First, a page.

“My country is not a country, it is winter.” I read this quote at the Musée de la civilisation from Quebec City and I liked it. I was there at the beginning of April and it was cold (very by my standards).
Photos from the Citadelle of Quebec.
The Citadelle is the home station of the Royal 22 Régiment of the Canadian Forces and the Governor General of Canada by tradition resides here for several weeks out of the year. Being a miltary base you can not just wander around and you have to visit it with a guide. The residence of the Governor General can be visited too, but our guide said that a different guide is needed for the residence. I tried to convince her that the guide might be inside due to the cold and we should just ring the bell and see who answers but she didn’t want to.
The only place in Quebec City where I saw the STOP sign in both languages is the Battlefields Park (it includes the Plains of Abraham) managed by the National Battlefields Commission, a federal government agency. Usually it is only in French.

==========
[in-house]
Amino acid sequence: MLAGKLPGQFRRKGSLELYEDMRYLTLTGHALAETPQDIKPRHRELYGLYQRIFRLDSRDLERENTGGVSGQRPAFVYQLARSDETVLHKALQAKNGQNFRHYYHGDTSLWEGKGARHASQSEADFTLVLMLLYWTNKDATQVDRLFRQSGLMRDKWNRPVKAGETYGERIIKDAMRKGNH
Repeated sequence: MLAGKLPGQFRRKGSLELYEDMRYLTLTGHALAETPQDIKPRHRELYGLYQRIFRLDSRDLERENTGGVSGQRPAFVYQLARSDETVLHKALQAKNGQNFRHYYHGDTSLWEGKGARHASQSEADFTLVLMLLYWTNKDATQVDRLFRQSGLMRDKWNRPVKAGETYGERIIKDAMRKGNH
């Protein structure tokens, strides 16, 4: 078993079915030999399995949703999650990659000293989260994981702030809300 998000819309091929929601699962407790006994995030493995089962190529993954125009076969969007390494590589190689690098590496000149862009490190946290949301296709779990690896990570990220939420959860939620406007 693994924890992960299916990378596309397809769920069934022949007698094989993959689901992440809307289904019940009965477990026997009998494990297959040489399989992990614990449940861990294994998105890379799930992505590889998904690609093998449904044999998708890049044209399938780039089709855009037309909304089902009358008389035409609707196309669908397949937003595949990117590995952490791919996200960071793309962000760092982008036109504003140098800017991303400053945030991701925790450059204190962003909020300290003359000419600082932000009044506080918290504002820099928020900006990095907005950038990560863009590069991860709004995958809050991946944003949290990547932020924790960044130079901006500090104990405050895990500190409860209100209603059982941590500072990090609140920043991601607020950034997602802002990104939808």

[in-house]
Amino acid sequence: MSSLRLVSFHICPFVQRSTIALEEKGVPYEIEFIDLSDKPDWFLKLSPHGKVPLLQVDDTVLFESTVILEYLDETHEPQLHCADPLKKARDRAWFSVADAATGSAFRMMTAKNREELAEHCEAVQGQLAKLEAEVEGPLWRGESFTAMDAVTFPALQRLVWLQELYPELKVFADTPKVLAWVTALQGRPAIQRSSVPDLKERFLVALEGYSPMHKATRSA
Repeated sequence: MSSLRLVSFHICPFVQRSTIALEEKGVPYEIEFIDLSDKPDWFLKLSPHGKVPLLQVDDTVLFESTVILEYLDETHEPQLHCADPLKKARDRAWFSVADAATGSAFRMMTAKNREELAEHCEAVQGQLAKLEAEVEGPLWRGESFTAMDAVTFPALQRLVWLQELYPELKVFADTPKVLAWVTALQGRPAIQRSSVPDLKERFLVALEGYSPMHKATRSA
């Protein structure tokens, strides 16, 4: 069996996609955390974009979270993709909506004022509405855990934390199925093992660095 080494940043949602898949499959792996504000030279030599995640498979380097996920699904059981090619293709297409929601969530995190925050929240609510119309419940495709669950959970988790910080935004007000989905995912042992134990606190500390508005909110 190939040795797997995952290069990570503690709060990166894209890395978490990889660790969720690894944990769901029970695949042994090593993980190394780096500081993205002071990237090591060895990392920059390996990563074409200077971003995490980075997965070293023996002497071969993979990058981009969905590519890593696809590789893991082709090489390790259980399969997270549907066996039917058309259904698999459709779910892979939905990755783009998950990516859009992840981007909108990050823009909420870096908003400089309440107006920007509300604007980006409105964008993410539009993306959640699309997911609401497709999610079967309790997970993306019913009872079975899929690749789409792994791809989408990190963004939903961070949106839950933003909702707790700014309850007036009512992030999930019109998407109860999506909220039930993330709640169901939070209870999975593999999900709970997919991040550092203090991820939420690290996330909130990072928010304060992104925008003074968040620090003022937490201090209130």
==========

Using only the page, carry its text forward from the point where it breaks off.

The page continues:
It is interesting that the French are mentioned as the enemy when various battles are described, and I have seen this in many places, federal places all of them I think. Here, someone managed to erase the word ‘l’enemi’ in “Les Anglais occupent une redoute que l`ènemi“, but it is strange that the English version was neutral and just said the English and the French, no mention of the word ‘enemy’ (I thought I took a photo of the English version too, but I cannot seem to find it). I would have expected the other way round: the French version not to have the vord ’enemy’ and the English version to be clear who the enemy was :).
I stayed at Fairmont Le Château Frontenac. The suite with a very small bathroom was good but I did not like the slippers were not wrapped (when this happens I assume they re-use them so I have an uneasy feeling). Also the shower head was very simple, could not adjust the flow so it sprayed everywhere.